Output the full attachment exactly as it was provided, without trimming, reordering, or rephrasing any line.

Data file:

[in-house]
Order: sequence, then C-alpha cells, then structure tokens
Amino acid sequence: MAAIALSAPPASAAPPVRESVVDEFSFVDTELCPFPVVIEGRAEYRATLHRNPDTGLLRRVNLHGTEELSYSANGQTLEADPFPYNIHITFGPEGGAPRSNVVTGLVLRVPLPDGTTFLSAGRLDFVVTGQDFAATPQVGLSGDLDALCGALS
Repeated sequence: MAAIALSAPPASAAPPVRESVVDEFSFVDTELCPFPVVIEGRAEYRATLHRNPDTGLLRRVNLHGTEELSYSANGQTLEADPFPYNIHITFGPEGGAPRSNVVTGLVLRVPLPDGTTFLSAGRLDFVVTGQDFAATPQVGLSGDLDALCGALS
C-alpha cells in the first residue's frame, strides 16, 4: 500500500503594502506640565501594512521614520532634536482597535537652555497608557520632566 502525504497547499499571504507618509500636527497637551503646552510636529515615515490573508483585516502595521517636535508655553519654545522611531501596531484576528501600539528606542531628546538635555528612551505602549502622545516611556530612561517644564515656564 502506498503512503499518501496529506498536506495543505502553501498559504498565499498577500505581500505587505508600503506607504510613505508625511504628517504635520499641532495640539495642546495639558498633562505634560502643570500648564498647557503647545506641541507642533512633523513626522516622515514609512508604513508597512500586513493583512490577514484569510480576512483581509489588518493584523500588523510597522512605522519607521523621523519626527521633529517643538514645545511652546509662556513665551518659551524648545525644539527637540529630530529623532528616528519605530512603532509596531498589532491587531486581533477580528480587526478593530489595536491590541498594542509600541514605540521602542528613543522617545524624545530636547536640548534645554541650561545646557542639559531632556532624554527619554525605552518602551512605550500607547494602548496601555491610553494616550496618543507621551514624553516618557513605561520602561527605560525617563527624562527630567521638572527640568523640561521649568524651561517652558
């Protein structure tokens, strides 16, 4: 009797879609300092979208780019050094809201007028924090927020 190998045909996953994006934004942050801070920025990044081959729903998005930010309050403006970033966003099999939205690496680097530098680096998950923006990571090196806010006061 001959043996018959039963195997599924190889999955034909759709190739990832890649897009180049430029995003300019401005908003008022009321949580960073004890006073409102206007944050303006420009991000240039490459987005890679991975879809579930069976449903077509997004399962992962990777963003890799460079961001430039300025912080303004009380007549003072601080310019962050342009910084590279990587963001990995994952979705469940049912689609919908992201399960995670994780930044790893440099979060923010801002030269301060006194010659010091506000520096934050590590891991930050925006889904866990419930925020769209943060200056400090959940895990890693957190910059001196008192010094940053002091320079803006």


[in-house]
Order: sequence, then C-alpha cells, then structure tokens
Amino acid sequence: MAAIALSAPPASAAPPVRESVVDEFSFVDTELCPFPVVIEGRAEYRATLHRNPDTGLLRRVNLHGTEELSYSANGQTLEADPFPYNIHITFGPEGGAPRSNVVTGLVLRVPLPDGTTFLSAGRLDFVVTGQDFAATPQVGLSGDLDALCGALS
Repeated sequence: MAAIALSAPPASAAPPVRESVVDEFSFVDTELCPFPVVIEGRAEYRATLHRNPDTGLLRRVNLHGTEELSYSANGQTLEADPFPYNIHITFGPEGGAPRSNVVTGLVLRVPLPDGTTFLSAGRLDFVVTGQDFAATPQVGLSGDLDALCGALS
C-alpha cells in the first residue's frame, strides 16, 4: 500500500503594502506640565501594512521614520532634536482597535537652555497608557520632566 502525504497547499499571504507618509500636527497637551503646552510636529515615515490573508483585516502595521517636535508655553519654545522611531501596531484576528501600539528606542531628546538635555528612551505602549502622545516611556530612561517644564515656564 502506498503512503499518501496529506498536506495543505502553501498559504498565499498577500505581500505587505508600503506607504510613505508625511504628517504635520499641532495640539495642546495639558498633562505634560502643570500648564498647557503647545506641541507642533512633523513626522516622515514609512508604513508597512500586513493583512490577514484569510480576512483581509489588518493584523500588523510597522512605522519607521523621523519626527521633529517643538514645545511652546509662556513665551518659551524648545525644539527637540529630530529623532528616528519605530512603532509596531498589532491587531486581533477580528480587526478593530489595536491590541498594542509600541514605540521602542528613543522617545524624545530636547536640548534645554541650561545646557542639559531632556532624554527619554525605552518602551512605550500607547494602548496601555491610553494616550496618543507621551514624553516618557513605561520602561527605560525617563527624562527630567521638572527640568523640561521649568524651561517652558
């Protein structure tokens, strides 16, 4: 009797879609300092979208780019050094809201007028924090927020 190998045909996953994006934004942050801070920025990044081959729903998005930010309050403006970033966003099999939205690496680097530098680096998950923006990571090196806010006061 001959043996018959039963195997599924190889999955034909759709190739990832890649897009180049430029995003300019401005908003008022009321949580960073004890006073409102206007944050303006420009991000240039490459987005890679991975879809579930069976449903077509997004399962992962990777963003890799460079961001430039300025912080303004009380007549003072601080310019962050342009910084590279990587963001990995994952979705469940049912689609919908992201399960995670994780930044790893440099979060923010801002030269301060006194010659010091506000520096934050590590891991930050925006889904866990419930925020769209943060200056400090959940895990890693957190910059001196008192010094940053002091320079803006």